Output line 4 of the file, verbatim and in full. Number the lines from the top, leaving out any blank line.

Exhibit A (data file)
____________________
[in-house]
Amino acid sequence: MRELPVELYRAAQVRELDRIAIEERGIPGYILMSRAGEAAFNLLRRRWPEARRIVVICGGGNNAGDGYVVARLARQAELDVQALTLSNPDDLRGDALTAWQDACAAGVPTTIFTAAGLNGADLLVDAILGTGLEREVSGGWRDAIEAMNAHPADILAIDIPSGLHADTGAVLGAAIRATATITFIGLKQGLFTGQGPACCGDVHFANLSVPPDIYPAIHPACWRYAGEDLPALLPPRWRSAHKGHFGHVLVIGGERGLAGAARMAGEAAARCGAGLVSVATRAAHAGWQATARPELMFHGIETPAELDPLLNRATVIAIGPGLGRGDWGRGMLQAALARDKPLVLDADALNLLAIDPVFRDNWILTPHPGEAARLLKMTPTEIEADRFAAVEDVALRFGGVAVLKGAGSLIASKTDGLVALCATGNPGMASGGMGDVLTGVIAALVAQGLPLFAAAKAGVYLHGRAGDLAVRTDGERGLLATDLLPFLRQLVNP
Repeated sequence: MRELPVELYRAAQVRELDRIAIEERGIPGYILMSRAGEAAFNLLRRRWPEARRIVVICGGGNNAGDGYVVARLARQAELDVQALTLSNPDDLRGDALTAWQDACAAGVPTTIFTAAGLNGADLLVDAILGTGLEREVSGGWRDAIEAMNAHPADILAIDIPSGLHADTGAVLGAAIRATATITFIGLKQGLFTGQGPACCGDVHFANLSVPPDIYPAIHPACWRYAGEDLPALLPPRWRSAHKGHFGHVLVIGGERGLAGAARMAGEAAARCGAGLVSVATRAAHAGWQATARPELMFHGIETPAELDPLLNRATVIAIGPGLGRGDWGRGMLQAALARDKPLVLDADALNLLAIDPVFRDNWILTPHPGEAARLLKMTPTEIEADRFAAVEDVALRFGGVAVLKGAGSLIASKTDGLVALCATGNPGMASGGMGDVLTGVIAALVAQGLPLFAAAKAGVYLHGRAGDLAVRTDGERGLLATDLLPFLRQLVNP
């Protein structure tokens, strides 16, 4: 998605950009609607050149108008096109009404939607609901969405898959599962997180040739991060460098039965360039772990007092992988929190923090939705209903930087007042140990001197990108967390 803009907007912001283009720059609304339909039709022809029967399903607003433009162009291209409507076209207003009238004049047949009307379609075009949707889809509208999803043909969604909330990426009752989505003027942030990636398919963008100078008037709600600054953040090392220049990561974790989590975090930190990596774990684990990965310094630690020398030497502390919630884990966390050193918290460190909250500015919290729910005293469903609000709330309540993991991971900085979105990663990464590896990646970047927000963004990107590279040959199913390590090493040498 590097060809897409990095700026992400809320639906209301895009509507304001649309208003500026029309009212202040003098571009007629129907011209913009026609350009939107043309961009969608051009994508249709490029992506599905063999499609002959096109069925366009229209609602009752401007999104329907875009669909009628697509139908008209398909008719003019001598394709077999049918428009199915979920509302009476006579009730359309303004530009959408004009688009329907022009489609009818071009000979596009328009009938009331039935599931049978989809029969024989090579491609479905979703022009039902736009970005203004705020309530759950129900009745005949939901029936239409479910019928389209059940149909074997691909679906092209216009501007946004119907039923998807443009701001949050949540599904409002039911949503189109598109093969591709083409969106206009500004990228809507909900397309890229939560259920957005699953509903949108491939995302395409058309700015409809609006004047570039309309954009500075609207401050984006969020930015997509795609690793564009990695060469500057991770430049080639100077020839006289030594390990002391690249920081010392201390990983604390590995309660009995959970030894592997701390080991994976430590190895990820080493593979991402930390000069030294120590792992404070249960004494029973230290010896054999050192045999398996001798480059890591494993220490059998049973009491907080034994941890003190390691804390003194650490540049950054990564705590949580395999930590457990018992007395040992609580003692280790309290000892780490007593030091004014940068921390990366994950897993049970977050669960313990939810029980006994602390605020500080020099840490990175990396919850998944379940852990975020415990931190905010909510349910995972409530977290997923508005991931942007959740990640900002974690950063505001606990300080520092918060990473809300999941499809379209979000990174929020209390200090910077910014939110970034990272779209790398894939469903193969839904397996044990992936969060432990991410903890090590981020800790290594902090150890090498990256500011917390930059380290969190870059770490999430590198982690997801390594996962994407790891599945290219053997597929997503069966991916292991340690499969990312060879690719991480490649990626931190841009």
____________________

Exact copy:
């Protein structure tokens, strides 16, 4: 998605950009609607050149108008096109009404939607609901969405898959599962997180040739991060460098039965360039772990007092992988929190923090939705209903930087007042140990001197990108967390 803009907007912001283009720059609304339909039709022809029967399903607003433009162009291209409507076209207003009238004049047949009307379609075009949707889809509208999803043909969604909330990426009752989505003027942030990636398919963008100078008037709600600054953040090392220049990561974790989590975090930190990596774990684990990965310094630690020398030497502390919630884990966390050193918290460190909250500015919290729910005293469903609000709330309540993991991971900085979105990663990464590896990646970047927000963004990107590279040959199913390590090493040498 590097060809897409990095700026992400809320639906209301895009509507304001649309208003500026029309009212202040003098571009007629129907011209913009026609350009939107043309961009969608051009994508249709490029992506599905063999499609002959096109069925366009229209609602009752401007999104329907875009669909009628697509139908008209398909008719003019001598394709077999049918428009199915979920509302009476006579009730359309303004530009959408004009688009329907022009489609009818071009000979596009328009009938009331039935599931049978989809029969024989090579491609479905979703022009039902736009970005203004705020309530759950129900009745005949939901029936239409479910019928389209059940149909074997691909679906092209216009501007946004119907039923998807443009701001949050949540599904409002039911949503189109598109093969591709083409969106206009500004990228809507909900397309890229939560259920957005699953509903949108491939995302395409058309700015409809609006004047570039309309954009500075609207401050984006969020930015997509795609690793564009990695060469500057991770430049080639100077020839006289030594390990002391690249920081010392201390990983604390590995309660009995959970030894592997701390080991994976430590190895990820080493593979991402930390000069030294120590792992404070249960004494029973230290010896054999050192045999398996001798480059890591494993220490059998049973009491907080034994941890003190390691804390003194650490540049950054990564705590949580395999930590457990018992007395040992609580003692280790309290000892780490007593030091004014940068921390990366994950897993049970977050669960313990939810029980006994602390605020500080020099840490990175990396919850998944379940852990975020415990931190905010909510349910995972409530977290997923508005991931942007959740990640900002974690950063505001606990300080520092918060990473809300999941499809379209979000990174929020209390200090910077910014939110970034990272779209790398894939469903193969839904397996044990992936969060432990991410903890090590981020800790290594902090150890090498990256500011917390930059380290969190870059770490999430590198982690997801390594996962994407790891599945290219053997597929997503069966991916292991340690499969990312060879690719991480490649990626931190841009």